gives the generating function for the negative indexed Lucas numbers,  , and

 

  satisfies the functional equation

 

As the generating function for the Fibonacci numbers is given by

 

we have

 

which proves that

 

And

 

proves that

 

The partial fraction decomposition is given by

 

where   is the golden ratio and   is its conjugate.

This can be used to prove the generating function, as

 

Congruence relationsEdit

If   is a Fibonacci number then no Lucas number is divisible by  .

  is congruent to 1 modulo   if   is prime, but some composite values of   also have this property. These are the Fibonacci pseudoprimes.

  is congruent to 0 modulo 5.

Lucas primesEdit

A Lucas prime is a Lucas number that is prime. The first few Lucas primes are

2, 3, 7, 11, 29, 47, 199, 521, 2207, 3571, 9349, 3010349, 54018521, 370248451, 6643838879, ... (sequence A005479 in the OEIS).

The indices of these primes are (for example, L4 = 7)

0, 2, 4, 5, 7, 8, 11, 13, 16, 17, 19, 31, 37, 41, 47, 53, 61, 71, 79, 113, 313, 353, 503, 613, 617, 863, 1097, 1361, 4787, 4793, 5851, 7741, 8467, ... (sequence A001606 in the OEIS).

As of September 2015, the largest confirmed Lucas prime is L148091, which has 30950 decimal digits.[4] As of August 2022, the largest known Lucas probable prime is L5466311, with 1,142,392 decimal digits.[5]

If Ln is prime then n is 0, prime, or a power of 2.[6] L2m is prime for m = 1, 2, 3, and 4 and no other known values of m.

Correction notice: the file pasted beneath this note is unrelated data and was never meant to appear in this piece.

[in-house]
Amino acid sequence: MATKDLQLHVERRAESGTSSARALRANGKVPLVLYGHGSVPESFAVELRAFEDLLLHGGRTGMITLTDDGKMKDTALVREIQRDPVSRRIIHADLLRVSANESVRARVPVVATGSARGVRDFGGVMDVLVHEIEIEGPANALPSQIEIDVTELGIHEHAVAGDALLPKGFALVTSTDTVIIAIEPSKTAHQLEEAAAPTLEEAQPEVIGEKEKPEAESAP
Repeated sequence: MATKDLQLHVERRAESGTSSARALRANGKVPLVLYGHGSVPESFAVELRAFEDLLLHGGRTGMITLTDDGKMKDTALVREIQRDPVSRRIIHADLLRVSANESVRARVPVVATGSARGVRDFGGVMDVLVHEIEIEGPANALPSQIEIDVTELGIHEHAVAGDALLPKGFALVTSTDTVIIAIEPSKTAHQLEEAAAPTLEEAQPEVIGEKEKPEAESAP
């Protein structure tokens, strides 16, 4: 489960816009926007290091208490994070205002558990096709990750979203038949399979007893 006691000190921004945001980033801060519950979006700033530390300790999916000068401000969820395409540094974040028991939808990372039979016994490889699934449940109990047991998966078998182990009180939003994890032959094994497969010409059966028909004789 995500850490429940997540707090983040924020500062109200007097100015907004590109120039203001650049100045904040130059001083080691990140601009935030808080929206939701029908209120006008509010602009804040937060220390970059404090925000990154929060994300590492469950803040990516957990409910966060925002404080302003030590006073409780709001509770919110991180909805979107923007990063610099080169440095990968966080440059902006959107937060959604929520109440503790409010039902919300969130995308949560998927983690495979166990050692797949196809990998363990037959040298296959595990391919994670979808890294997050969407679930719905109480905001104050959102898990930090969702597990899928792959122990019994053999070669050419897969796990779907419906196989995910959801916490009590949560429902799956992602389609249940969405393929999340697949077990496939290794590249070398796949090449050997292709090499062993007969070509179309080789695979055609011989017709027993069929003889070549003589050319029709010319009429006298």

Lucas polynomialsEdit

In the same way as Fibonacci polynomials are derived from the Fibonacci numbers, the Lucas polynomials   are a polynomial sequence derived from the Lucas numbers.

Continued fractions for powers of the golden ratioEdit

Close rational approximations for powers of the golden ratio can be obtained from their continued fractions.

For positive integers n, the continued fractions are:

 
 .

For example:

 

is the limit of

 

with the error in each term being about 1% of the error in the previous term; and

 

is the limit of

 

with the error in each term being about 0.3% that of the second previous term.

ApplicationsEdit

Lucas numbers are the second most common pattern in sunflowers after Fibonacci numbers, when clockwise and counter-clockwise spirals are counted, according to an analysis of 657 sunflowers in 2016.[7]

 
The flowerhead of a sunflower includes hundreds of smaller flowers in spiral arrays. There are two Lucas numbers of spirals.

See alsoEdit

ReferencesEdit

  1. ^ Weisstein, Eric W. "Lucas Number". mathworld.wolfram.com. Retrieved 2020-08-11.
  2. ^ Parker, Matt (2014). "13". Things to Make and Do in the Fourth Dimension. Farrar, Straus and Giroux. p. 284. ISBN 978-0-374-53563-6.
  3. ^ Parker, Matt (2014). "13". Things to Make and Do in the Fourth Dimension. Farrar, Straus and Giroux. p. 282. ISBN 978-0-374-53563-6.
  4. ^ "The Top Twenty: Lucas Number". primes.utm.edu. Retrieved 6 January 2022.
  5. ^ "Henri & Renaud Lifchitz's PRP Top - Search by form". www.primenumbers.net. Retrieved 6 January 2022.
  6. ^ Chris Caldwell, "The Prime Glossary: Lucas prime" from The Prime Pages.
  7. ^ Swinton, Jonathan; Ochu, Erinma; null, null (2016). "Novel Fibonacci and non-Fibonacci structure in the sunflower: results of a citizen science experiment". Royal Society Open Science. 3 (5): 160091. Bibcode:2016RSOS....360091S. doi:10.1098/rsos.160091. PMC 4892450. PMID 27293788.

External linksEdit